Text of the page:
Some might say Sweet Briar College, with its pink-and-green color scheme and Vixen mascot, is sugary enough, but Micaela Weiss ’09 is trying to make the all-woman’s college and the world a little sweeter still.
Soon, the 22-year-old business management major from Portsmouth, Va., will begin marketing Free and Sweet, an all-natural sweetener she developed that’s derived from the stevia plant, a shrub that grows in South America. The product will be packaged in pink and green with a daisy flower logo — an homage to Daisy Williams, daughter of the College’s founder.
It all started several years ago when Weiss was just trying to be a good big sister.
On Weiss’ 16th birthday in October 2003, she and her family were out to dinner when her younger sister, Natasha, suddenly fell ill. Thinking it was a migraine, they took Natasha home. They couldn’t have been more wrong.
“For the next six months, she would fight for her life and go undiagnosed repeatedly,” Weiss recalled. “Halloween night, we thought for sure we were going to lose her. The doctors had prepared us that she probably was not going to live. She could not walk [or] eat, and could barely speak. She was on so many medications she was hallucinating.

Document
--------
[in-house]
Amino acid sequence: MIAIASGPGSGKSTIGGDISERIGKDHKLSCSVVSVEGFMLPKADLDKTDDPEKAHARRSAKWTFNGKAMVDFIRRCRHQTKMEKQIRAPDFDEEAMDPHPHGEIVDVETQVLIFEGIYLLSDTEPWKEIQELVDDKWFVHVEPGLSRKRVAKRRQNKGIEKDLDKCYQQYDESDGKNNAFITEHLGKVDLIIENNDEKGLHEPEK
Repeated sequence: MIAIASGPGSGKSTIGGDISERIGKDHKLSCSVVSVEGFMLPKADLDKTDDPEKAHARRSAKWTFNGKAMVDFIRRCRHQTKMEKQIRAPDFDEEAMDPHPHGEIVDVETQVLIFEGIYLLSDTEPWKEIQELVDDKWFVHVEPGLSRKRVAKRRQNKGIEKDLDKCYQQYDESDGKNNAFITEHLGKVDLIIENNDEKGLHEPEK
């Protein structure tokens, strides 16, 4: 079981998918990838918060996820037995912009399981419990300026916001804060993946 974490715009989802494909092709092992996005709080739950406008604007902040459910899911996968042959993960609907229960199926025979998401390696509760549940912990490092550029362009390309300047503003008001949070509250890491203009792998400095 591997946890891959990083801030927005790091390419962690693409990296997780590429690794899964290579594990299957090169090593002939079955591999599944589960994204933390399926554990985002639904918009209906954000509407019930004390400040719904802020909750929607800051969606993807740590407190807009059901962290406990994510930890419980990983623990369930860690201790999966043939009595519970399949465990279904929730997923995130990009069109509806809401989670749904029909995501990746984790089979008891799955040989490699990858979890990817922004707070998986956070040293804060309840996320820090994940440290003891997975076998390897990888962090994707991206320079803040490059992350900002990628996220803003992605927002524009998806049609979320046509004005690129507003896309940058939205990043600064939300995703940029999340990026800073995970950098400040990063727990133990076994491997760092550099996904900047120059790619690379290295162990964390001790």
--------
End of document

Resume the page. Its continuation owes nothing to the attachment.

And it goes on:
“That night my father, who is a physician, had flown to New Orleans for an important conference. My mom and I sat Natasha up to watch Charlie Brown’s ‘It’s the Great Pumpkin,’ as was tradition, when my sister turned purple and swelled twice her body size.”
Throughout the night, Weiss and her mother kept vigil, moving Natasha to and from the garage, hoping the colder temperature would reduce the swelling and slow her heart rate. Believing his daughter was dying, her father telephoned, saying, “Be strong. She is going to a better place.”
But Natasha didn’t die that night or any night following. After massive amounts of intravenous antibiotics, many nights in the hospital and lots of prayer, Natasha, who Weiss calls her “best friend” and “ying to my yang,” survived. She is now a sophomore at Sweet Briar studying engineering.